The criminal justice system is supposed to deal solely with the truth and facts. However, from start to finish, the process of a criminal case is overseen by human beings, so psychology plays a significant role.
The cognitive process of humans does not always deal with facts and truth. In short, whether through error or corruption, humans get it wrong.
People find themselves accused, charged and even convicted of criminal offenses they did not commit all the time, and cognitive bias frequently has a lot to do with this. One way that cognitive bias can manifest itself is through stereotypes. Outlined below is one practical example.
Stereotypes based on appearance alone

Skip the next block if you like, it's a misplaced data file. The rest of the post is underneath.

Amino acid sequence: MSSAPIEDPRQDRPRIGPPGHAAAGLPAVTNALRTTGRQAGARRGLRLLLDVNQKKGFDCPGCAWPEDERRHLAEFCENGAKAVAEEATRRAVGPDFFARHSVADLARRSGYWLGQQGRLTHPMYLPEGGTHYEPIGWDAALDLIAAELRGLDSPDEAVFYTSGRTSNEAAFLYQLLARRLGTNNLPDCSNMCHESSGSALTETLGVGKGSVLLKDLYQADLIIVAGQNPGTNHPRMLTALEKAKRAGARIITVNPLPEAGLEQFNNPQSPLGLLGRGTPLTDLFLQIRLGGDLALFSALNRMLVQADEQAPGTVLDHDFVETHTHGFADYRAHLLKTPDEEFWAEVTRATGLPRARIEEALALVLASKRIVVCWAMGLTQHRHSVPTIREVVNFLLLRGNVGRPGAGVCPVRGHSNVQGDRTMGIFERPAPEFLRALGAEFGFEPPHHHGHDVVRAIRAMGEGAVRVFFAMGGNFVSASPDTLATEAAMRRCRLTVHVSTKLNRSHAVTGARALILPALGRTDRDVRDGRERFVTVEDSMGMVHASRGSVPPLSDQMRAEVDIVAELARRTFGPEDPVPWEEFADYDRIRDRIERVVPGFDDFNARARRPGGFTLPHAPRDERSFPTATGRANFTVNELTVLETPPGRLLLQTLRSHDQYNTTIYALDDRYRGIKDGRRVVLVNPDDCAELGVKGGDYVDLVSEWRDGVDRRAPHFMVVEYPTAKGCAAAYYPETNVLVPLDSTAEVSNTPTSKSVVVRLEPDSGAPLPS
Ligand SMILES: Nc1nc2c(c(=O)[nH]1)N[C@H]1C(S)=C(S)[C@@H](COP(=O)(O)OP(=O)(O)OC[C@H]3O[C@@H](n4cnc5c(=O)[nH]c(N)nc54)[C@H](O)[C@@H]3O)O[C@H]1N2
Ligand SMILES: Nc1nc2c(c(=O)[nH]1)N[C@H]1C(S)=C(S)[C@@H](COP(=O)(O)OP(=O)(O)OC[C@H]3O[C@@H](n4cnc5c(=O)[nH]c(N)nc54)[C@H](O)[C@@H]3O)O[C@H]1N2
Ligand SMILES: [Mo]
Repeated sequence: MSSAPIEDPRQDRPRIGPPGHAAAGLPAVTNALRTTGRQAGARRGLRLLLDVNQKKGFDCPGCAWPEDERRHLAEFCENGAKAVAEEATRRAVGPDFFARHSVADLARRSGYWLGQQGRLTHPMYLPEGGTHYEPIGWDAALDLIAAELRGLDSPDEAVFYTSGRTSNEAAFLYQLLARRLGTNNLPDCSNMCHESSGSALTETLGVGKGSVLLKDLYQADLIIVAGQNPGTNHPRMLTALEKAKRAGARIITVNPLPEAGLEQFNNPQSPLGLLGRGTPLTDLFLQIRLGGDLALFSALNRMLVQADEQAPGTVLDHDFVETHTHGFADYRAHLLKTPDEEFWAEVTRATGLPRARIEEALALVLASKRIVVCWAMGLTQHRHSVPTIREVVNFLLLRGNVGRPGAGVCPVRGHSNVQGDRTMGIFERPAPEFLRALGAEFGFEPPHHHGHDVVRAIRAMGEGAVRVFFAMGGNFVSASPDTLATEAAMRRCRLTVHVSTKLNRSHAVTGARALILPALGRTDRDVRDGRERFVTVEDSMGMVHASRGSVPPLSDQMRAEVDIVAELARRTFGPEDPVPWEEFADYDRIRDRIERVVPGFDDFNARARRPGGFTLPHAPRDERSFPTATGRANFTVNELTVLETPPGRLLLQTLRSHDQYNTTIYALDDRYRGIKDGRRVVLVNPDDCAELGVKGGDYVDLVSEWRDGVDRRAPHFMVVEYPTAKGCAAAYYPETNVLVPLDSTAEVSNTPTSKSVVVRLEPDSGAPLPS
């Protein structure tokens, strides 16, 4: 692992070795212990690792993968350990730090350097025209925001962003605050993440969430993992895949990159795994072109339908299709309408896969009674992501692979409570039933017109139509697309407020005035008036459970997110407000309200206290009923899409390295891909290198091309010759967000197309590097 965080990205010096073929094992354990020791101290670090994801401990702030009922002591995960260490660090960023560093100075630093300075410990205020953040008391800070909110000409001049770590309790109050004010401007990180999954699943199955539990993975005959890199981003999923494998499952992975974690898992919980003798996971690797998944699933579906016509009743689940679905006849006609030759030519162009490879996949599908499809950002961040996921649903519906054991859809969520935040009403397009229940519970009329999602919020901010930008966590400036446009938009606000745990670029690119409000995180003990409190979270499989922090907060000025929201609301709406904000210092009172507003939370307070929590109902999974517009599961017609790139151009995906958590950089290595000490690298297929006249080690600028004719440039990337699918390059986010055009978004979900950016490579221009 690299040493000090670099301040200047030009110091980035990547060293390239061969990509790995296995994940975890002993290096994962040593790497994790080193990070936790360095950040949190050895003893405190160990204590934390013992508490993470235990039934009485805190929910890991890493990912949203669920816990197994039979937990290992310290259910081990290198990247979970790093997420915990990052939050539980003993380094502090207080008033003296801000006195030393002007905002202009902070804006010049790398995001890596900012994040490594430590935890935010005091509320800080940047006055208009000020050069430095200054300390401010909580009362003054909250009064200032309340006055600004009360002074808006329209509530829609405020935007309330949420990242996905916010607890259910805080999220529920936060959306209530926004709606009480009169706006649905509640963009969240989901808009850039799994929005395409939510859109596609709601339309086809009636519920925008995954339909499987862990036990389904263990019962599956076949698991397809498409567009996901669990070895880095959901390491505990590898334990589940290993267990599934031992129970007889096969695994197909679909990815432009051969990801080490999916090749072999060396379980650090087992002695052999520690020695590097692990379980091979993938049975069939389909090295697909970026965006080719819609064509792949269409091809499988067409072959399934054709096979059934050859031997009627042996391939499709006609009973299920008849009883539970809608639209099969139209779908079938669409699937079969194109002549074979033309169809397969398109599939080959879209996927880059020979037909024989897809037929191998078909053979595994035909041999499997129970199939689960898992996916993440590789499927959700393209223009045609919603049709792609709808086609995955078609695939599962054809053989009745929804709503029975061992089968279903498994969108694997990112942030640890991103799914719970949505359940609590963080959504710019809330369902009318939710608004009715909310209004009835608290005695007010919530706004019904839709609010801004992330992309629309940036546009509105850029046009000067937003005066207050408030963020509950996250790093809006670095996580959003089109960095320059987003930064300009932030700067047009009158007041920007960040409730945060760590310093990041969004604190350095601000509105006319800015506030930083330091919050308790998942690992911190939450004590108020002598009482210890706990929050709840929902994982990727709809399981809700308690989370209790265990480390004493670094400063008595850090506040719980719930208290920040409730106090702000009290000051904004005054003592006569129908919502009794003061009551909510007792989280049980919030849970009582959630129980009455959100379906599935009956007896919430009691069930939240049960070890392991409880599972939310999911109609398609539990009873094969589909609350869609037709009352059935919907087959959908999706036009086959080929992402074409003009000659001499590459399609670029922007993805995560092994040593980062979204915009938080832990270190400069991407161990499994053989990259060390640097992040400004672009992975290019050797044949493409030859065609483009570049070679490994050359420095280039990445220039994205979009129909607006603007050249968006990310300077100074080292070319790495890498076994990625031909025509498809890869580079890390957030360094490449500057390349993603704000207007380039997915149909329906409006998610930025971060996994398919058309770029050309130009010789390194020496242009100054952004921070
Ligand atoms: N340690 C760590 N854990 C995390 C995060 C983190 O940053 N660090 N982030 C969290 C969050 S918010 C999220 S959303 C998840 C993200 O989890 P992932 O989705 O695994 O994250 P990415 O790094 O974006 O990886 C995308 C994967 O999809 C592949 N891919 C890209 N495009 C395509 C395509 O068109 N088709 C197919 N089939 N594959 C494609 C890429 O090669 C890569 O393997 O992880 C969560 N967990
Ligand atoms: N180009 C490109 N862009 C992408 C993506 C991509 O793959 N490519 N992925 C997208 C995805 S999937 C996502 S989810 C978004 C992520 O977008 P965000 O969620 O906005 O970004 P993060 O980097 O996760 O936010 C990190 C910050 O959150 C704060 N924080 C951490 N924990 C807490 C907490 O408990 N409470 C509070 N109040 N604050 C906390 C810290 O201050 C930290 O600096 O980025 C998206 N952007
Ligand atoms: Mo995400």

You’ve been part of a motorcycling club for decades. You and your friends go on outings all the time. You visit different places and make new acquaintances across the country. The last thing any of you are interested in is causing trouble.
But, you’re also over 6ft tall and full of tattoos. Those closest to you describe you as a “friendly giant.” On one of your outings, you were randomly attacked by someone in the street who had too much to drink and you’ve lawfully defended yourself. The assailant was much smaller than you. After assessing the situation, law enforcement has decided, based on your appearance, that there’s no way you were the innocent party in all of this. You’ve subsequently been arrested and charged.
If you’re facing unjustified criminal charges then it’s important to stand up for your rights. Having experienced legal guidance behind you will help to set the facts straight.